|Methicillin-Resistant Staphylococcus Aureus or MRSA (usually pronounced "mur-sah")...
is a type of bacteria. Staphylococcus aureus is a common bacterium on skin, and it is not usually a problem. However, when the Staphylococcus aureus bacteria are not susceptible to the antibiotic methicillin (ie, methicillin does not kill the bacteria or stop its growth), it is considered to be MRSA. Bacteria resistant to methicillin are often resistant to other antibiotics as well.
For many years, MRSA was thought to occur only in humans, until a report of a MRSA infection in a dairy cow was reported in 1972. Now it has become an increasingly urgent problem in veterinary medicine, with MRSA infections reported in horses, dogs, cats, pet birds, cattle and pigs.
Not all humans or animals who encounter MRSA develop symptoms. While research is ongoing, it appears only a small percentage become ill, while most eliminate the organism or become colonized without developing any symptoms.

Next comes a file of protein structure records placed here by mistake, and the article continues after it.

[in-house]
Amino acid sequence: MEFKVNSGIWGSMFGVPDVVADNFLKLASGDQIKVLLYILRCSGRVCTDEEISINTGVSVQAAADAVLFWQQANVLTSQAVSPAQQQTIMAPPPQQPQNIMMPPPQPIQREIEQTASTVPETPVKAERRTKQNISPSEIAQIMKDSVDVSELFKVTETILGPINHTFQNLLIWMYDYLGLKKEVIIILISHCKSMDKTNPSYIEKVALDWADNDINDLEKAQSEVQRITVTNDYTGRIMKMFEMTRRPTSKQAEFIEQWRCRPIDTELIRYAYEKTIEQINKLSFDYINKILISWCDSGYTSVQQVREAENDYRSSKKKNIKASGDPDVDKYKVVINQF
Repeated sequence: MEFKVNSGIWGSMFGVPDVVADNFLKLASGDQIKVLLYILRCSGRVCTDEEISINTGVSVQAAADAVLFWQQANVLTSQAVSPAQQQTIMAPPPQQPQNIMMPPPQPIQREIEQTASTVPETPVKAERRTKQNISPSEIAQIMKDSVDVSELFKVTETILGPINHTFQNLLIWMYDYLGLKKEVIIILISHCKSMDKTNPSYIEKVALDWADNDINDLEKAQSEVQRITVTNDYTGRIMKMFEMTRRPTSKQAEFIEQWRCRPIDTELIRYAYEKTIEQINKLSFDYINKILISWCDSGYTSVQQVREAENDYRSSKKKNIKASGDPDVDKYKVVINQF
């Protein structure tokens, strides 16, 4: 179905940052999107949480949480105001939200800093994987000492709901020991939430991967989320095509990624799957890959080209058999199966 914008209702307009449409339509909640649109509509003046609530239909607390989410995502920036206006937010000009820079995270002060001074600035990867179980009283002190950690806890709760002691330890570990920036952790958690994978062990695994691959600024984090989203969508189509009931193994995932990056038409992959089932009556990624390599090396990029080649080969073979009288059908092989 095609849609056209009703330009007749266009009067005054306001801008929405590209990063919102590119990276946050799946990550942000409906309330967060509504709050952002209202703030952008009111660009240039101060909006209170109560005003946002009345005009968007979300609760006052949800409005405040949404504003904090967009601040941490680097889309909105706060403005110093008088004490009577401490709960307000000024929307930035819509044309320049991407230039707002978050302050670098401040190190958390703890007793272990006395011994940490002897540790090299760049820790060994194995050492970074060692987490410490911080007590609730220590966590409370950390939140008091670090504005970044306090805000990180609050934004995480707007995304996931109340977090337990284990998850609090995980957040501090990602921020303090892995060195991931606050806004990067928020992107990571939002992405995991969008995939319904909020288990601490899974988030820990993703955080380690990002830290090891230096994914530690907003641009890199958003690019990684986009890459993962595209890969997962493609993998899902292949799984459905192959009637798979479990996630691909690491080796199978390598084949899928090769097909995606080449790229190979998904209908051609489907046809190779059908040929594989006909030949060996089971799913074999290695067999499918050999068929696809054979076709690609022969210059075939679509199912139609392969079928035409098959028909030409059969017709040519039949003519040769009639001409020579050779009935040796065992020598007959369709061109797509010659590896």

Humans exhibit symptoms ranging from minor skin conditions (pimples, boils and skin infections) to more severe diseases such as postoperative wound infections. MRSA can also cause pneumonia, meningitis (swelling of the tissues surrounding the brain and spinal cord), blood infections, and heart problems.
The most common animal infections occur at surgery sites or skin wound sites, but infections can occur that range from skin infections to pneumonia.
When animals are colonized with MRSA (usually by testing swabs taken of the nostrils), there are no recognized methods for decolonizing them. Based on clinical cases observed, many experts believe companion animals are generally transient carriers of MRSA, meaning they are colonized for about 2-3 weeks, so decolonization is not necessary. Isolating the animal from the human until the animal is no longer colonized is likely to be effective in preventing reinfection of the human.
In cases of skin infections - the most common type of infection found in animals - an option may be either applying antibiotic cream to the skin infection, treat the animal with other antibiotics, or a combination of both. Your veterinarian will determine the appropriate treatment for your animal based on their exam, the animal's history, and the laboratory results.